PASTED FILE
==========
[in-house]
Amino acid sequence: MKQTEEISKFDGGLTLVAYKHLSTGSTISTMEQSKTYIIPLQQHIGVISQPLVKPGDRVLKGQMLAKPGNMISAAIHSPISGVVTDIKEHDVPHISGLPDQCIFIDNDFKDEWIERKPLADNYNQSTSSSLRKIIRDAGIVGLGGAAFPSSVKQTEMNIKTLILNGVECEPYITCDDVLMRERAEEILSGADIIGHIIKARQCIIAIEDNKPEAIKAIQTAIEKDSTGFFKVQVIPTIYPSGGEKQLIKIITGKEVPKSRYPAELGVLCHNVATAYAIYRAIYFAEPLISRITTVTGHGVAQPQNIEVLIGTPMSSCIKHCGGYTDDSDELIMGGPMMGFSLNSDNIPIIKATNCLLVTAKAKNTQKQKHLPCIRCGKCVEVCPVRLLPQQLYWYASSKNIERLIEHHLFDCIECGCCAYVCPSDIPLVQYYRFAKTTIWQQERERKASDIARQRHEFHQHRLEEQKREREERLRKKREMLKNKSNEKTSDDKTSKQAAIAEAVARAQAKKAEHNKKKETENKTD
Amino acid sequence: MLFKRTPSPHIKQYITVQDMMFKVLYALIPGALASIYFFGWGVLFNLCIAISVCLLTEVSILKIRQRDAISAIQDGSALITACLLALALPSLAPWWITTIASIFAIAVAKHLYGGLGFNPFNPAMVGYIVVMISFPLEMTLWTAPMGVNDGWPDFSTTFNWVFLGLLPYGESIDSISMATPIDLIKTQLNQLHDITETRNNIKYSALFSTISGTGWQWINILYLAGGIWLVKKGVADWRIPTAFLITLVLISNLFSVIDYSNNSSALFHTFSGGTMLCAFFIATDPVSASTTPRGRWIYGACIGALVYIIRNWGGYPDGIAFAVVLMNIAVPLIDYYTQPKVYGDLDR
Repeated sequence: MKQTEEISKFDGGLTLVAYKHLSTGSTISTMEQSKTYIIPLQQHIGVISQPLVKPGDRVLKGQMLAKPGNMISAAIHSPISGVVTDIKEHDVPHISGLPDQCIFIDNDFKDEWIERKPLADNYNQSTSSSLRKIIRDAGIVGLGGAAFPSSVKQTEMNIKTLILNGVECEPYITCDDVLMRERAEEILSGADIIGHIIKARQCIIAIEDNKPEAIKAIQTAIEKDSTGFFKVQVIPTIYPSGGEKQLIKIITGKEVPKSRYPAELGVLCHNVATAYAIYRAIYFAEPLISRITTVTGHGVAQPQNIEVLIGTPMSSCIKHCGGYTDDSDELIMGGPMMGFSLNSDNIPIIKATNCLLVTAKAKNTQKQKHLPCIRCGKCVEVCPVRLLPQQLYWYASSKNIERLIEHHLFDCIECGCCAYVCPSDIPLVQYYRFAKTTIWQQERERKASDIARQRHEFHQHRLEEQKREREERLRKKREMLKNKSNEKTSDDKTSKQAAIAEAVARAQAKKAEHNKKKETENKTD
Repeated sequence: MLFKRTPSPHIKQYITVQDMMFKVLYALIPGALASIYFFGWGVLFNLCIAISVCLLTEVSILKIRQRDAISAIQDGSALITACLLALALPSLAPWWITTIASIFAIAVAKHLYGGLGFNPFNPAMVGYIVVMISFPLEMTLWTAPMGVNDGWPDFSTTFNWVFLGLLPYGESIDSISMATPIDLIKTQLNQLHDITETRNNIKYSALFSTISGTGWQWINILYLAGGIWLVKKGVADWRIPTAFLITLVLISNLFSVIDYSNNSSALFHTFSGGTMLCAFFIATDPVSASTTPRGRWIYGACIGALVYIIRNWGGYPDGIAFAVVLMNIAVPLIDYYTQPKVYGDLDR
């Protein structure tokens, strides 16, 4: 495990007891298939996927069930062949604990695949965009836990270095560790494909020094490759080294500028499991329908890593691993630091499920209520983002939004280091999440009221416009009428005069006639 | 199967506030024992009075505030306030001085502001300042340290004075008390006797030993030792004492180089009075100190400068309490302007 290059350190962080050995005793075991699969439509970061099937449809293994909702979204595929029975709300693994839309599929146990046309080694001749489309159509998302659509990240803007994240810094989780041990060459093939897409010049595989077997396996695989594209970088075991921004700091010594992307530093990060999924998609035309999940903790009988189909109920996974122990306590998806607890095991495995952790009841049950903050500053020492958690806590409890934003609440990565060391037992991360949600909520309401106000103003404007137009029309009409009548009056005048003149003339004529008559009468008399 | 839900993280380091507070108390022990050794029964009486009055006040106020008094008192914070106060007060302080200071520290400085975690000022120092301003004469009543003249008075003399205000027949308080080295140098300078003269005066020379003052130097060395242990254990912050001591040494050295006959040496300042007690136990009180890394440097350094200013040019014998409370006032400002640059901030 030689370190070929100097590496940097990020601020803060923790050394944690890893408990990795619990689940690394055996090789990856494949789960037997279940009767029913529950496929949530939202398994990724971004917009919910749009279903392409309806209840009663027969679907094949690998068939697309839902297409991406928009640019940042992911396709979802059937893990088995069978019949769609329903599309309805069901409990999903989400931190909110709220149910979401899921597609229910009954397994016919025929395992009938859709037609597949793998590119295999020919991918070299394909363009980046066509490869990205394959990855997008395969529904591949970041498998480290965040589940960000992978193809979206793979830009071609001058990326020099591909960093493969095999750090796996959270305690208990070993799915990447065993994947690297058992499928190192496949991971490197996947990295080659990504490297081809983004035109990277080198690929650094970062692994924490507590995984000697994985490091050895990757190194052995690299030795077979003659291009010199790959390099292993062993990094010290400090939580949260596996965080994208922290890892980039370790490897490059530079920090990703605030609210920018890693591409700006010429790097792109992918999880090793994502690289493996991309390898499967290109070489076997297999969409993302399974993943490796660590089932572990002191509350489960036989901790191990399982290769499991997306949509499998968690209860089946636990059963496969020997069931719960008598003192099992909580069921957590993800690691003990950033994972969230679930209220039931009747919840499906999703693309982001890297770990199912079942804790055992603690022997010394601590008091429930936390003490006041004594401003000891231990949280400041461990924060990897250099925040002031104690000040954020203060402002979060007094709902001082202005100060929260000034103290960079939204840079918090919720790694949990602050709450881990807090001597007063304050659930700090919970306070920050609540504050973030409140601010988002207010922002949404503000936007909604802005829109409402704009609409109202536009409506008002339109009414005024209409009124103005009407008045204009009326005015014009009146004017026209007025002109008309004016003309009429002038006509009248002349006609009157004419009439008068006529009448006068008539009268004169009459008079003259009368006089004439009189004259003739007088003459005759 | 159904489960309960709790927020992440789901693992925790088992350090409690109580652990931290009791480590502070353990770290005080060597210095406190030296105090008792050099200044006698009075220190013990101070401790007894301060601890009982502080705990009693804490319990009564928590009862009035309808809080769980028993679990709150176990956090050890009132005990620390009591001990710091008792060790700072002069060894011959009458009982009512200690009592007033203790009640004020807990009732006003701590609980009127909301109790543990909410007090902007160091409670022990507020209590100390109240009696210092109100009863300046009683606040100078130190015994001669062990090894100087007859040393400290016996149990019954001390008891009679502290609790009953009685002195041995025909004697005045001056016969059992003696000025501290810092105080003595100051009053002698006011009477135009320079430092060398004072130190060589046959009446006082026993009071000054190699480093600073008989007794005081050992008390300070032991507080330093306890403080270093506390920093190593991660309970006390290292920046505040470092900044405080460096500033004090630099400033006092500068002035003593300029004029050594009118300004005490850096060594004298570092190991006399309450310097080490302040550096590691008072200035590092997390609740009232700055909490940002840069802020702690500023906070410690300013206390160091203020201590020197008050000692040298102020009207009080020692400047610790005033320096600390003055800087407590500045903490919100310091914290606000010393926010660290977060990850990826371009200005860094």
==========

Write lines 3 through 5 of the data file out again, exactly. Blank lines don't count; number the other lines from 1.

Amino acid sequence: MLFKRTPSPHIKQYITVQDMMFKVLYALIPGALASIYFFGWGVLFNLCIAISVCLLTEVSILKIRQRDAISAIQDGSALITACLLALALPSLAPWWITTIASIFAIAVAKHLYGGLGFNPFNPAMVGYIVVMISFPLEMTLWTAPMGVNDGWPDFSTTFNWVFLGLLPYGESIDSISMATPIDLIKTQLNQLHDITETRNNIKYSALFSTISGTGWQWINILYLAGGIWLVKKGVADWRIPTAFLITLVLISNLFSVIDYSNNSSALFHTFSGGTMLCAFFIATDPVSASTTPRGRWIYGACIGALVYIIRNWGGYPDGIAFAVVLMNIAVPLIDYYTQPKVYGDLDR
Repeated sequence: MKQTEEISKFDGGLTLVAYKHLSTGSTISTMEQSKTYIIPLQQHIGVISQPLVKPGDRVLKGQMLAKPGNMISAAIHSPISGVVTDIKEHDVPHISGLPDQCIFIDNDFKDEWIERKPLADNYNQSTSSSLRKIIRDAGIVGLGGAAFPSSVKQTEMNIKTLILNGVECEPYITCDDVLMRERAEEILSGADIIGHIIKARQCIIAIEDNKPEAIKAIQTAIEKDSTGFFKVQVIPTIYPSGGEKQLIKIITGKEVPKSRYPAELGVLCHNVATAYAIYRAIYFAEPLISRITTVTGHGVAQPQNIEVLIGTPMSSCIKHCGGYTDDSDELIMGGPMMGFSLNSDNIPIIKATNCLLVTAKAKNTQKQKHLPCIRCGKCVEVCPVRLLPQQLYWYASSKNIERLIEHHLFDCIECGCCAYVCPSDIPLVQYYRFAKTTIWQQERERKASDIARQRHEFHQHRLEEQKREREERLRKKREMLKNKSNEKTSDDKTSKQAAIAEAVARAQAKKAEHNKKKETENKTD
Repeated sequence: MLFKRTPSPHIKQYITVQDMMFKVLYALIPGALASIYFFGWGVLFNLCIAISVCLLTEVSILKIRQRDAISAIQDGSALITACLLALALPSLAPWWITTIASIFAIAVAKHLYGGLGFNPFNPAMVGYIVVMISFPLEMTLWTAPMGVNDGWPDFSTTFNWVFLGLLPYGESIDSISMATPIDLIKTQLNQLHDITETRNNIKYSALFSTISGTGWQWINILYLAGGIWLVKKGVADWRIPTAFLITLVLISNLFSVIDYSNNSSALFHTFSGGTMLCAFFIATDPVSASTTPRGRWIYGACIGALVYIIRNWGGYPDGIAFAVVLMNIAVPLIDYYTQPKVYGDLDR